Chapter XI -- Having a part in to do with the church KING’S SON LANDS

It only remains now to say of to do with the church King’s son lands, touching which all difficulties are before to getting thing of owner, because they are gotten either by power or good chance event, and they can be kept without one or the other; for they are supported by the old orders of religion, which are so all-powerful, and of such a special mark that the King’s son lands may be kept no field of interest how their Princes do and live. These Princes alone have states and do not keep them safe; and they have subjects and do not rule them; and the nations, although unguarded, are not taken from them, and the persons, although not ruled, do not care, and they have neither the desire nor the power to push away themselves. Such King’s son lands only are safe, certain and happy. But being upheld by powers, to which the mankind mind cannot get, I shall say no more of them, because, being made great and said (thing is true) by highest being, it would be the act of a forward, taking much upon oneself and without enough thought of danger man to have a discussion them.

Though that is so, if any one should question of me how comes it that the Church has got to such being great in time-limited power, seeing that from Alexander back-part first the Italian powerful persons (not only those who have been named powerful persons, but every man of high birth and ruler, though the smallest) have valued the time-limited power very slightly -- yet now a king of France shakes before it, and it has been able to make go him from Italy, and to serious damage the Venetians -- although this may be very clear to eye or mind, it does not come into view as to me unnecessary to have in mind, get memory of it in some measure to memory.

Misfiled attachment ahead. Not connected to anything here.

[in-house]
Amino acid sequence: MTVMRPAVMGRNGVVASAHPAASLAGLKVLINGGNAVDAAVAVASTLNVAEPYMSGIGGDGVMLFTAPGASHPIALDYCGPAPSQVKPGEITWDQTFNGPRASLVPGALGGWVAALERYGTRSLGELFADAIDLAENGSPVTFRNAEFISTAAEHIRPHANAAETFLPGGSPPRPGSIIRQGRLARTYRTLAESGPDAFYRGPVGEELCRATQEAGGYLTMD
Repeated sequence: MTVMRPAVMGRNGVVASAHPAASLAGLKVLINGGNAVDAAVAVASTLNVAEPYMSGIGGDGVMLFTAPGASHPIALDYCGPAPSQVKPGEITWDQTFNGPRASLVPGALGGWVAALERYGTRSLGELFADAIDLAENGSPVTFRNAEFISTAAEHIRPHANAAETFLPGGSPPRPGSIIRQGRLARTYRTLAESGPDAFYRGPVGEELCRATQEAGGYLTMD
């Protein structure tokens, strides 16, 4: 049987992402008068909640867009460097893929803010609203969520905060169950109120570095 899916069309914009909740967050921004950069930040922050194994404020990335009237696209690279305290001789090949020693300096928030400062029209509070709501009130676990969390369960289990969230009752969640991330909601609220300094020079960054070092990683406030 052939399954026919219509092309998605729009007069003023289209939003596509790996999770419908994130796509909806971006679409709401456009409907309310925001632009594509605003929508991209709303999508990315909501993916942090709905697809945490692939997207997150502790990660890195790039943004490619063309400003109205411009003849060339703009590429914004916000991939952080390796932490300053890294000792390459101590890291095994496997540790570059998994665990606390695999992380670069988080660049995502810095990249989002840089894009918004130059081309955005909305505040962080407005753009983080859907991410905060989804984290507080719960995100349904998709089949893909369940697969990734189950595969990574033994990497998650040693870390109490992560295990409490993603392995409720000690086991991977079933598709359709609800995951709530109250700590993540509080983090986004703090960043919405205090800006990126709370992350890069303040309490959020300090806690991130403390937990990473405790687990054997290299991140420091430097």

Before Charles, King of France, passed into Italy, this country was under the dominion of the Pope, the Venetians, the King of Naples, the Duke of Milan, and the Florentines. These powerful persons had two principal troubles: the one, that no person of another country should move into Italy under arms; the other, that none of themselves should get a grip more land under some government. Those about whom there was the most cause for being worked up were the Pope and the Venetians. To grip the Venetians the coming together of all the others was necessary, as it was for the making attempt to keep from attack of Ferrara; and to keep down the Pope they made use of the men of high birth of Rome, who, being made a division into two self-interest (political) groups, Orsini and Colonnesi, had always a trick reasons given for out of order, and, position with arms in their hands under the eyes of the Church Head, kept the long discussion not so strong and powerless. And although there might gets up sometimes a fearless Pope, such as Sixtus, yet neither great amount of money nor wise material could get out of the way him of these thing giving trouble. And the short existence of a pope is also a cause of feebleness; for in the ten years, which is the mean living of a pope, he can with trouble lower one of the self-interest (political) groups; and if, so to say, one people should almost put an end to the Colonnesi, another would gets up violent to the Orsini, who would support their ones against, and yet would not have time to serious damage the Orsini. This was the reason why the time-limited powers of the pope were little respected in Italy.

Charles VIII gone into Italy in 1494.